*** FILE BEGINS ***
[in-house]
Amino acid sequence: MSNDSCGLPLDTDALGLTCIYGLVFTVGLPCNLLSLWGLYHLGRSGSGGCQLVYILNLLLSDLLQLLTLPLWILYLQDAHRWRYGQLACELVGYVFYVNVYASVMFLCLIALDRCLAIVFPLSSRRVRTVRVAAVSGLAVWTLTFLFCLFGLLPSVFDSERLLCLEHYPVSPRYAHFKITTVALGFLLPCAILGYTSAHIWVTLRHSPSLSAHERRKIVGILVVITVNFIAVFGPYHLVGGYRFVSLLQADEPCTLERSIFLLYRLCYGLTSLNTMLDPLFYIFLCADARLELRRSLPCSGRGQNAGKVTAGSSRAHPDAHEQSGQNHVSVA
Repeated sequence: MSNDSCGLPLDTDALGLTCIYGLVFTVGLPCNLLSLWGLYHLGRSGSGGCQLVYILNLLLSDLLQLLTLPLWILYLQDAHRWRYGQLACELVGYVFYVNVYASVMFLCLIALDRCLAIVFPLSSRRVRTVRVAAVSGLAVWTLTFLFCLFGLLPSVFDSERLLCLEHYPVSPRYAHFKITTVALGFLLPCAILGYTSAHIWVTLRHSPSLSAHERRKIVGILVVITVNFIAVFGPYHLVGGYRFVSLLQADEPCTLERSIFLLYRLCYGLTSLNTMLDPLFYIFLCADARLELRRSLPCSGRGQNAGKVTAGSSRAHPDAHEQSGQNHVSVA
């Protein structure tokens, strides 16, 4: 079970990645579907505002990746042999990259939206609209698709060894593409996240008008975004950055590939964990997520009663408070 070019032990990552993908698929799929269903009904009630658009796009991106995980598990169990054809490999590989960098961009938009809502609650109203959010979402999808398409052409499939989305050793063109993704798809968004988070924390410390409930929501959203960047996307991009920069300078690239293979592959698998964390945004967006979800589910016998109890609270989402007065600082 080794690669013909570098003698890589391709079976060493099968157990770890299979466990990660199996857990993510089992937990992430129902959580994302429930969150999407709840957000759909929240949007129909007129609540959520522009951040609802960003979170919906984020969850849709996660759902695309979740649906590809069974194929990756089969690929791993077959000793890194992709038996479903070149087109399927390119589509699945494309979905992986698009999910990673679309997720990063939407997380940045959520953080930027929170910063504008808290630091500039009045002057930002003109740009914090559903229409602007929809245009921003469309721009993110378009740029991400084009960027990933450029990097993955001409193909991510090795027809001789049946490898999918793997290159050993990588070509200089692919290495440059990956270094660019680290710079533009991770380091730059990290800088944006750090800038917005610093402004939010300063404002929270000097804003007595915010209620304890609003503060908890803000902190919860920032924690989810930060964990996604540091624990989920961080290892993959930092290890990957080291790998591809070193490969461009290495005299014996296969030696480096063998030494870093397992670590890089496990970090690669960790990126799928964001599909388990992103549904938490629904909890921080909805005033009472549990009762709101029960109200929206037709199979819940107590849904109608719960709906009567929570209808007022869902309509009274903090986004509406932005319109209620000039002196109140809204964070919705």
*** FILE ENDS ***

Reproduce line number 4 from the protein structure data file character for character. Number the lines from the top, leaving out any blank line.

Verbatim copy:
């Protein structure tokens, strides 16, 4: 079970990645579907505002990746042999990259939206609209698709060894593409996240008008975004950055590939964990997520009663408070 070019032990990552993908698929799929269903009904009630658009796009991106995980598990169990054809490999590989960098961009938009809502609650109203959010979402999808398409052409499939989305050793063109993704798809968004988070924390410390409930929501959203960047996307991009920069300078690239293979592959698998964390945004967006979800589910016998109890609270989402007065600082 080794690669013909570098003698890589391709079976060493099968157990770890299979466990990660199996857990993510089992937990992430129902959580994302429930969150999407709840957000759909929240949007129909007129609540959520522009951040609802960003979170919906984020969850849709996660759902695309979740649906590809069974194929990756089969690929791993077959000793890194992709038996479903070149087109399927390119589509699945494309979905992986698009999910990673679309997720990063939407997380940045959520953080930027929170910063504008808290630091500039009045002057930002003109740009914090559903229409602007929809245009921003469309721009993110378009740029991400084009960027990933450029990097993955001409193909991510090795027809001789049946490898999918793997290159050993990588070509200089692919290495440059990956270094660019680290710079533009991770380091730059990290800088944006750090800038917005610093402004939010300063404002929270000097804003007595915010209620304890609003503060908890803000902190919860920032924690989810930060964990996604540091624990989920961080290892993959930092290890990957080291790998591809070193490969461009290495005299014996296969030696480096063998030494870093397992670590890089496990970090690669960790990126799928964001599909388990992103549904938490629904909890921080909805005033009472549990009762709101029960109200929206037709199979819940107590849904109608719960709906009567929570209808007022869902309509009274903090986004509406932005319109209620000039002196109140809204964070919705």